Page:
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The Impact of the Mariel Boatlift on the Miami Labor Market
Industrial and Labor Relations Review
Vol. 43, No. 2 (Jan., 1990), pp. 245-257
Published by: Sage Publications, Inc.
Stable URL: http://www.jstor.org/stable/2523702
Page Count: 13
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Using data from the Current Population Survey, this paper describes the effect of the Mariel Boatlift of 1980 on the Miami labor market. The Mariel immigrants increased the Miami labor force by 7%, and the percentage increase in labor supply to less-skilled occupations and industries was even greater because most of the immigrants were relatively unskilled. Nevertheless, the Mariel influx appears to have had virtually no effect on the wages or unemployment rates of less-skilled workers, even among Cubans who had immigrated earlier. The author suggests that the ability of Miami's labor market to rapidly absorb the Mariel immigrants was largely owing to its adjustment to other large waves of immigrants in the two decades before the Mariel Boatlift.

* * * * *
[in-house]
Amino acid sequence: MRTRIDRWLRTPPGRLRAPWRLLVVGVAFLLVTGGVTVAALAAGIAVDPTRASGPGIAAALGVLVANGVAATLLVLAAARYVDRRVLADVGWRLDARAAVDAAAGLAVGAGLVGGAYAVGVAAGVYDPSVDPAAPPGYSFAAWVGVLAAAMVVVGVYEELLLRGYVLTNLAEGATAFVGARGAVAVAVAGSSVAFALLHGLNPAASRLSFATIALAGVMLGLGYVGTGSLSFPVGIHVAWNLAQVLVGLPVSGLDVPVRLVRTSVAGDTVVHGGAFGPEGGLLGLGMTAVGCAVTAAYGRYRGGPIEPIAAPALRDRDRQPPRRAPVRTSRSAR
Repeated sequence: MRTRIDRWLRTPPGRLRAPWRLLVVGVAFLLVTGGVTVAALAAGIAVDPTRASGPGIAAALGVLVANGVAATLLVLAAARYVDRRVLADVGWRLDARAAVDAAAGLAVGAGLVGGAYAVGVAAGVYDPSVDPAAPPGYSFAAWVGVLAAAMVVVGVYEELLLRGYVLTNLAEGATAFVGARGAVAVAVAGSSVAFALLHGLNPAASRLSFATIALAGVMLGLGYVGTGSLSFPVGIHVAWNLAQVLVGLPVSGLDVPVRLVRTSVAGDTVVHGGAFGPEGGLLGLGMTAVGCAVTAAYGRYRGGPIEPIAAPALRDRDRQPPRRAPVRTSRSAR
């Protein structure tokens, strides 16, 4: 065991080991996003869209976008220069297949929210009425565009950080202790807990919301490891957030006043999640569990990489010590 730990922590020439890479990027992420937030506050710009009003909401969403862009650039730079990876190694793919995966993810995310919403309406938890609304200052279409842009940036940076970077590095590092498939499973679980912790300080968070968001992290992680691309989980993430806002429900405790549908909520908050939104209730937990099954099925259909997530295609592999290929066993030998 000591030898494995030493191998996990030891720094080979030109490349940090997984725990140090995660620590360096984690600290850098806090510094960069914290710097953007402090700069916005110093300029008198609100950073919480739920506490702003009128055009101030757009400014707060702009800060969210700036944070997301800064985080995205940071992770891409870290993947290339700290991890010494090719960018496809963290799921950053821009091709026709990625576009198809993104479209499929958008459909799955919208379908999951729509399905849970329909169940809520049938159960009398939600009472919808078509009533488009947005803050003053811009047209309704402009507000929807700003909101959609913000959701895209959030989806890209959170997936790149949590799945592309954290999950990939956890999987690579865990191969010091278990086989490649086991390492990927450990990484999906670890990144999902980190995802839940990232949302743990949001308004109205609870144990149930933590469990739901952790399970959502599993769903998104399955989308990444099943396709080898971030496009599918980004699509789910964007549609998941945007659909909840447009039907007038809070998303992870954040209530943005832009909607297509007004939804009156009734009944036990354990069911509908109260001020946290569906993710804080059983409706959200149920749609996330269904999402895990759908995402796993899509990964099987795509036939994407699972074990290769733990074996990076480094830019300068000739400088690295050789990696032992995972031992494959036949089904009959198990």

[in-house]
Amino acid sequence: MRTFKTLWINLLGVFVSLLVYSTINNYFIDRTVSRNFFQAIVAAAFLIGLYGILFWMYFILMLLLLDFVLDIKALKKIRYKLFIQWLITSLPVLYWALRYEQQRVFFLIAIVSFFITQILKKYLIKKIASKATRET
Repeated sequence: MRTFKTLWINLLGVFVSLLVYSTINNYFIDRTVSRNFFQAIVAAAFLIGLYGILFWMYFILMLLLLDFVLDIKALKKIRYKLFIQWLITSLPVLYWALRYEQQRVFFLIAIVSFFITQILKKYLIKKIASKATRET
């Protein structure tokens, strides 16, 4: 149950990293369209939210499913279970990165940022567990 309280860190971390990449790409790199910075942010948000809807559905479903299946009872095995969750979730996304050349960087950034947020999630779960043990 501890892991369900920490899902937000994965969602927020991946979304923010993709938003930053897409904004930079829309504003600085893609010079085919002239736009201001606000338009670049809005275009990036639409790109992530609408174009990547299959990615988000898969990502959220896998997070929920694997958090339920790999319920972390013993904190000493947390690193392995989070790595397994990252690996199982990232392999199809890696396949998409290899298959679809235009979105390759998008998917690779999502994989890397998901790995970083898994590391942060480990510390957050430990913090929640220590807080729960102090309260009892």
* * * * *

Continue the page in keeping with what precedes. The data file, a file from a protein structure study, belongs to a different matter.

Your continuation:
Industrial and Labor Relations Review © 1990 Sage Publications, Inc.